Research Papers: Imaging

Label-free tissue scanner for colorectal cancer screening

[+] Author Affiliations
Mikhail E. Kandel

University of Illinois at Urbana-Champaign, Beckman Institute of Advanced Science and Technology, Quantitative Light Imaging Laboratory, Urbana, Illinois, United States

University of Illinois at Urbana-Champaign, Department of Electrical and Computer Engineering, Urbana, Illinois, United States

Shamira Sridharan

University of Illinois at Urbana-Champaign, Beckman Institute of Advanced Science and Technology, Quantitative Light Imaging Laboratory, Urbana, Illinois, United States

University of Illinois at Urbana-Champaign, Department of Bioengineering, Urbana, Illinois, United States

University of California, Biomedical Engineering Department, Davis, California, United States

Jon Liang, Zelun Luo, Kevin Han

University of Illinois at Urbana-Champaign, Beckman Institute of Advanced Science and Technology, Quantitative Light Imaging Laboratory, Urbana, Illinois, United States

Virgilia Macias, Anish Shah, Roshan Patel, Andre Kajdacsy-Balla, Grace Guzman

University of Illinois at Chicago, Department of Pathology, Chicago, Illinois, United States

Krishnarao Tangella

Christie Clinic, Department of Pathology, Urbana, Illinois, United States

Gabriel Popescu

University of Illinois at Urbana-Champaign, Beckman Institute of Advanced Science and Technology, Quantitative Light Imaging Laboratory, Urbana, Illinois, United States

University of Illinois at Urbana-Champaign, Department of Electrical and Computer Engineering, Urbana, Illinois, United States

University of Illinois at Urbana-Champaign, Department of Bioengineering, Urbana, Illinois, United States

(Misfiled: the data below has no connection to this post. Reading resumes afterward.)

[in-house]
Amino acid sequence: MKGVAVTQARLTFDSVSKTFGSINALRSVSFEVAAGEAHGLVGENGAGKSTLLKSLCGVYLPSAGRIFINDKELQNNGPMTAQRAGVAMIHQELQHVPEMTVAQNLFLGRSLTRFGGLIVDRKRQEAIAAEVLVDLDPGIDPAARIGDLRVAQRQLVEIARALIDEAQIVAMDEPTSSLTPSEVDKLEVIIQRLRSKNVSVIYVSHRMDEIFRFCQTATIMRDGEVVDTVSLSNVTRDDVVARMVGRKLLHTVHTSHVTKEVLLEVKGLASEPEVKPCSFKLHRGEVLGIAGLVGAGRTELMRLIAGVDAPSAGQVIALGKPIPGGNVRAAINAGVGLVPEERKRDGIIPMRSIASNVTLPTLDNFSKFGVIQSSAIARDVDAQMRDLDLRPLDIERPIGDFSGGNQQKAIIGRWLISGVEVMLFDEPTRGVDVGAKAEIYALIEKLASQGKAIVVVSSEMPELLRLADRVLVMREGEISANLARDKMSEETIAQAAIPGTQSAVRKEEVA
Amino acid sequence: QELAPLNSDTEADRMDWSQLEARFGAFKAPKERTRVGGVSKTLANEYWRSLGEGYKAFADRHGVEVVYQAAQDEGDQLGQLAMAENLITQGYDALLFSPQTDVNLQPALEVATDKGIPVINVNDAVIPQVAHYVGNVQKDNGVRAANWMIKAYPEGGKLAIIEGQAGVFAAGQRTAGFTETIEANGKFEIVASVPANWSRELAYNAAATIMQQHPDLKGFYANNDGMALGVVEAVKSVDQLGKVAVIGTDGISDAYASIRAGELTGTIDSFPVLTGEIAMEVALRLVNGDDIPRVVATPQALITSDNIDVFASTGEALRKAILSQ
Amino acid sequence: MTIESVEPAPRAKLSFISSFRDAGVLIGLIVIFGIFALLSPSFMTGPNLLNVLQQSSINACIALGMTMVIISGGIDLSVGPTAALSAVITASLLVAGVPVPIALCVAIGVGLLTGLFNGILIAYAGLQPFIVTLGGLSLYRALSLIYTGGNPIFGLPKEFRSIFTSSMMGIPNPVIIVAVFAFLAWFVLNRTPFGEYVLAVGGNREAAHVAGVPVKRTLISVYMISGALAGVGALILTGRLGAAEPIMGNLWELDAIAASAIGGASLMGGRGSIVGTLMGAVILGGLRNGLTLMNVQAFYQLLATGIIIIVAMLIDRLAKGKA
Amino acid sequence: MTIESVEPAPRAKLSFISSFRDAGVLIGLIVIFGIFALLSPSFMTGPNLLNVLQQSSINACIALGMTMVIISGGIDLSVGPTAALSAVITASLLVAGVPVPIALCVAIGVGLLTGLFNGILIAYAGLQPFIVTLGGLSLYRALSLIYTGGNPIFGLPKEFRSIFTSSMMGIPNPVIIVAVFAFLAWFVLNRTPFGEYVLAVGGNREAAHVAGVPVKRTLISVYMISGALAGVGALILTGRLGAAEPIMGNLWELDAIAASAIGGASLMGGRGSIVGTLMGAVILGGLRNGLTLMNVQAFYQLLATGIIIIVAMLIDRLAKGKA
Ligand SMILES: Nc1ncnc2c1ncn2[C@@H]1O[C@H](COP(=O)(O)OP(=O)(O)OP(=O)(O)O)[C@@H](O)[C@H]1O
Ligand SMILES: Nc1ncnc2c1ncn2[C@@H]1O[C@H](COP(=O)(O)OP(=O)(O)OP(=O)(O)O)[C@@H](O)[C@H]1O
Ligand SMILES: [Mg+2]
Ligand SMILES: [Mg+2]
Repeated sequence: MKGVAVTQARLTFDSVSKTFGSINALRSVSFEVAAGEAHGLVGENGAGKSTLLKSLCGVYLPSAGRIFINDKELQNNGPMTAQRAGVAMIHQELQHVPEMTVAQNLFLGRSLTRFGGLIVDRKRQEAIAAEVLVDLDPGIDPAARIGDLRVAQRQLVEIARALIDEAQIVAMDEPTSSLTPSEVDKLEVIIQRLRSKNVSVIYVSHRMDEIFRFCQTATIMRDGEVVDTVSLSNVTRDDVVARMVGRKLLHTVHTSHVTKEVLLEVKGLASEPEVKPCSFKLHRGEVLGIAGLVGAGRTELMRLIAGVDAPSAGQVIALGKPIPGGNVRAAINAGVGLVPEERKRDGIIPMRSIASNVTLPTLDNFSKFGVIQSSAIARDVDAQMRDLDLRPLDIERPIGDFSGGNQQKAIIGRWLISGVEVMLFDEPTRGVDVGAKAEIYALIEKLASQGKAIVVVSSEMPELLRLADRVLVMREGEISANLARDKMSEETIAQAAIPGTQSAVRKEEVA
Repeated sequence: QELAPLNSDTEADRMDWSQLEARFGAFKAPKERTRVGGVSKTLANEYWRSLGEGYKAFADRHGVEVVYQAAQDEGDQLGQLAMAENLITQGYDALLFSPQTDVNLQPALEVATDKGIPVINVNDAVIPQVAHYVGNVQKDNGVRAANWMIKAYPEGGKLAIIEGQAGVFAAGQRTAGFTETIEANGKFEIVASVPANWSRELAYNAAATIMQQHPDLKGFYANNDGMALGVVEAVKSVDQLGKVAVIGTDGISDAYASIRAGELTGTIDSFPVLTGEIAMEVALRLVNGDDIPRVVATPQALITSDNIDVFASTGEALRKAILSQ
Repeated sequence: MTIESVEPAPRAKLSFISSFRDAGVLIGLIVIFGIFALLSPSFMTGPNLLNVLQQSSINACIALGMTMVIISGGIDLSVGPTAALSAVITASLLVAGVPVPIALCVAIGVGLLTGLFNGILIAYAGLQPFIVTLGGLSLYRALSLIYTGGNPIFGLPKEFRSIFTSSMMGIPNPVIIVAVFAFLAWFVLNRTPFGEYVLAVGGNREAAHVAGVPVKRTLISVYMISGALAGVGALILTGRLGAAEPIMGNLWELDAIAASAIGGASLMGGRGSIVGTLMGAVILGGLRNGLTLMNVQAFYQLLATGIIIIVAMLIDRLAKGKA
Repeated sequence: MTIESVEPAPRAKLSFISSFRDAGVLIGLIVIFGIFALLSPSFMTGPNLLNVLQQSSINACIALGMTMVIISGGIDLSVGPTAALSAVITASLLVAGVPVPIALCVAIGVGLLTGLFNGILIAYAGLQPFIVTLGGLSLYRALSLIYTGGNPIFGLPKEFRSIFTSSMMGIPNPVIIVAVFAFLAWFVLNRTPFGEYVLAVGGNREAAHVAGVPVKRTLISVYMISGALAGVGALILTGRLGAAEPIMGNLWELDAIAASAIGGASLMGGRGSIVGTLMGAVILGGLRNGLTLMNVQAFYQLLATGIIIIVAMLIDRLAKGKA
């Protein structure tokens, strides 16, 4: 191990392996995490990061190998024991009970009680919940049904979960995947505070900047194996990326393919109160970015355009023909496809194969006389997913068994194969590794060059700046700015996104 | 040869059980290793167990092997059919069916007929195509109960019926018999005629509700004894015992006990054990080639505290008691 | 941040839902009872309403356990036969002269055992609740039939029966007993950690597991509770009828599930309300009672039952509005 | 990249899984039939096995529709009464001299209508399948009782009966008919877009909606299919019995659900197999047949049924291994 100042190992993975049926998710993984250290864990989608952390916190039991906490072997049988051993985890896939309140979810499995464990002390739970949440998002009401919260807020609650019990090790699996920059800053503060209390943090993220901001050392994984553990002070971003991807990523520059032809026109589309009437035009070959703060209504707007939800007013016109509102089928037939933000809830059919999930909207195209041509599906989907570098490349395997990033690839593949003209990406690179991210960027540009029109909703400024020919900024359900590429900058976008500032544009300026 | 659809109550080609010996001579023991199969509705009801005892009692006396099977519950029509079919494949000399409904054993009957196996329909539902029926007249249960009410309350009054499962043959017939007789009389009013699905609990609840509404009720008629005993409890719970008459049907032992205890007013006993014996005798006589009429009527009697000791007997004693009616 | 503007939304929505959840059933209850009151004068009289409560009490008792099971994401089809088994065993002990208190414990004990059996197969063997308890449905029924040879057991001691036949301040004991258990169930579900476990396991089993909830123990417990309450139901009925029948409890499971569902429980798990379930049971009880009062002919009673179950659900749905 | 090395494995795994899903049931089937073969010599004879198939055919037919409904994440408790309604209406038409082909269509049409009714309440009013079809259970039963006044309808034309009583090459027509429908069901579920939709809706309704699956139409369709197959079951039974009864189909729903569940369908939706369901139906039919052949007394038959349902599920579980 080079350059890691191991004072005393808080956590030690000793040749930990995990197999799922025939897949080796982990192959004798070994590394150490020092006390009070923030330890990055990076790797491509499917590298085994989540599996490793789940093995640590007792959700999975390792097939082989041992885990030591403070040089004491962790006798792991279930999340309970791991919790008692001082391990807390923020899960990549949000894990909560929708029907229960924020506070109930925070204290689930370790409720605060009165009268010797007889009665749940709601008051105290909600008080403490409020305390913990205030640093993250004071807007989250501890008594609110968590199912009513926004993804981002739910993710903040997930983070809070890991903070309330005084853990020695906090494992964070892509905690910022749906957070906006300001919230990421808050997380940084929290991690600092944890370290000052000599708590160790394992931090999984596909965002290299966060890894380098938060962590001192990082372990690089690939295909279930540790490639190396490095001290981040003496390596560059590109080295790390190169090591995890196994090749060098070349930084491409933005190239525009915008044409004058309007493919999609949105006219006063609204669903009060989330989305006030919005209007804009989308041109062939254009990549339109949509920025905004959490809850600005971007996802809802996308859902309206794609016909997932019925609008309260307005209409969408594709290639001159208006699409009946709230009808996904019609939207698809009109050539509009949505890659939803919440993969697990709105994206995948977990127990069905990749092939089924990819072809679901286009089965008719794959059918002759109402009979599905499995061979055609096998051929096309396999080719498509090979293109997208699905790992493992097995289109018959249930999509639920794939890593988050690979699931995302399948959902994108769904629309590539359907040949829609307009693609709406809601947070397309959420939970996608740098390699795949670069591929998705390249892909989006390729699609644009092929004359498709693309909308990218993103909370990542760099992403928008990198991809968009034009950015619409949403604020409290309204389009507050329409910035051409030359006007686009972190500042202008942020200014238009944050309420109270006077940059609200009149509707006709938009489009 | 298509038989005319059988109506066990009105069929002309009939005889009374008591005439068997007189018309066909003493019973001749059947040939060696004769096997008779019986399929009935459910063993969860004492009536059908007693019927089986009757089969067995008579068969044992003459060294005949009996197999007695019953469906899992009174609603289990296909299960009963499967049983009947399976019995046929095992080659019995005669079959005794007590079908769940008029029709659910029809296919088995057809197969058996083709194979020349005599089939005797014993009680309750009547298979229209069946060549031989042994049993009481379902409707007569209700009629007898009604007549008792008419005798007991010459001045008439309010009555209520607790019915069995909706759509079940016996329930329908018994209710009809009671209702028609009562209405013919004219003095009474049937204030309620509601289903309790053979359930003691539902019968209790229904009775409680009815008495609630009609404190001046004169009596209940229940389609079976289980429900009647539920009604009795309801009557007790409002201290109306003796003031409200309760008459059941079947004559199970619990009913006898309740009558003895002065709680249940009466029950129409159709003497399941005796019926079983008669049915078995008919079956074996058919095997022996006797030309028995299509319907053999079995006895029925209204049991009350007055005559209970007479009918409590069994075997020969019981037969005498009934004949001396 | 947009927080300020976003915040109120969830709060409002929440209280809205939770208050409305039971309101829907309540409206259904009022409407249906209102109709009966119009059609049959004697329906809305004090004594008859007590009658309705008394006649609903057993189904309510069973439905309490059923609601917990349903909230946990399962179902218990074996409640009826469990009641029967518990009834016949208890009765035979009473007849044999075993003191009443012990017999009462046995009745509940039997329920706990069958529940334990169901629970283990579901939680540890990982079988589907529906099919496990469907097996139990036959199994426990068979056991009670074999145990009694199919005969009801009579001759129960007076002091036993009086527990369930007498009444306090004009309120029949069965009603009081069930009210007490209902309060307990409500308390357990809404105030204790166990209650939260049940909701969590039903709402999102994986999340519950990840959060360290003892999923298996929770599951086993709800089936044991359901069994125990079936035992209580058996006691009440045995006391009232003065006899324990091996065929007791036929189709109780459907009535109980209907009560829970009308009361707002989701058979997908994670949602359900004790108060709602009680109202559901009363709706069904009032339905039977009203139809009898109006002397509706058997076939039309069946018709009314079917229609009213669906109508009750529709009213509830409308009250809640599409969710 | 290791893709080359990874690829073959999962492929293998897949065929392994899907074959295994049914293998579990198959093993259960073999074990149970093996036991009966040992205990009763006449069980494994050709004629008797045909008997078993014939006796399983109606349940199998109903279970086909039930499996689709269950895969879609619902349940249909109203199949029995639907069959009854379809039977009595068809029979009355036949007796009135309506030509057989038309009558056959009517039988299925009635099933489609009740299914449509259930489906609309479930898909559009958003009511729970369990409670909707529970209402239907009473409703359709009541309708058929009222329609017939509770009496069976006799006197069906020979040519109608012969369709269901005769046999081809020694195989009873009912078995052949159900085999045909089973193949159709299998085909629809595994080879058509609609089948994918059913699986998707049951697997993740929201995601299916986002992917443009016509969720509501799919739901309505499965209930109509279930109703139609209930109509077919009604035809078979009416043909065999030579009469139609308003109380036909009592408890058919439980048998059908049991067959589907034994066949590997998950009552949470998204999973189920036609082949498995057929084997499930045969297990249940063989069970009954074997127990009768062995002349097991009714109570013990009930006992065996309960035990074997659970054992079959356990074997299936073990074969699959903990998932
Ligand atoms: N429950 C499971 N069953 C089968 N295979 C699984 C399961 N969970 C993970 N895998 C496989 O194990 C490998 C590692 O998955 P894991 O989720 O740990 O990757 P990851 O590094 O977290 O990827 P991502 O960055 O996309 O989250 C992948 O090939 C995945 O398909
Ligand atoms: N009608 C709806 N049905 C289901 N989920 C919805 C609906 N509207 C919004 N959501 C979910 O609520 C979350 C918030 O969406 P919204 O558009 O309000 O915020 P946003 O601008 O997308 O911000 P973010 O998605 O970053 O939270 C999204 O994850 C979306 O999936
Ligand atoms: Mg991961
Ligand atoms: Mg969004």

J. Biomed. Opt. 22(6), 066016 (Jun 24, 2017). doi:10.1117/1.JBO.22.6.066016
History: Received December 23, 2016; Accepted May 22, 2017
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Abstract.  The current practice of surgical pathology relies on external contrast agents to reveal tissue architecture, which is then qualitatively examined by a trained pathologist. The diagnosis is based on the comparison with standardized empirical, qualitative assessments of limited objectivity. We propose an approach to pathology based on interferometric imaging of “unstained” biopsies, which provides unique capabilities for quantitative diagnosis and automation. We developed a label-free tissue scanner based on “quantitative phase imaging,” which maps out optical path length at each point in the field of view and, thus, yields images that are sensitive to the “nanoscale” tissue architecture. Unlike analysis of stained tissue, which is qualitative in nature and affected by color balance, staining strength and imaging conditions, optical path length measurements are intrinsically quantitative, i.e., images can be compared across different instruments and clinical sites. These critical features allow us to automate the diagnosis process. We paired our interferometric optical system with highly parallelized, dedicated software algorithms for data acquisition, allowing us to image at a throughput comparable to that of commercial tissue scanners while maintaining the nanoscale sensitivity to morphology. Based on the measured phase information, we implemented software tools for autofocusing during imaging, as well as image archiving and data access. To illustrate the potential of our technology for large volume pathology screening, we established an “intrinsic marker” for colorectal disease that detects tissue with dysplasia or colorectal cancer and flags specific areas for further examination, potentially improving the efficiency of existing pathology workflows.

Figures in this Article
© 2017 Society of Photo-Optical Instrumentation Engineers

Citation

Mikhail E. Kandel ; Shamira Sridharan ; Jon Liang ; Zelun Luo ; Kevin Han, et al.
"Label-free tissue scanner for colorectal cancer screening", J. Biomed. Opt. 22(6), 066016 (Jun 24, 2017). ; http://dx.doi.org/10.1117/1.JBO.22.6.066016


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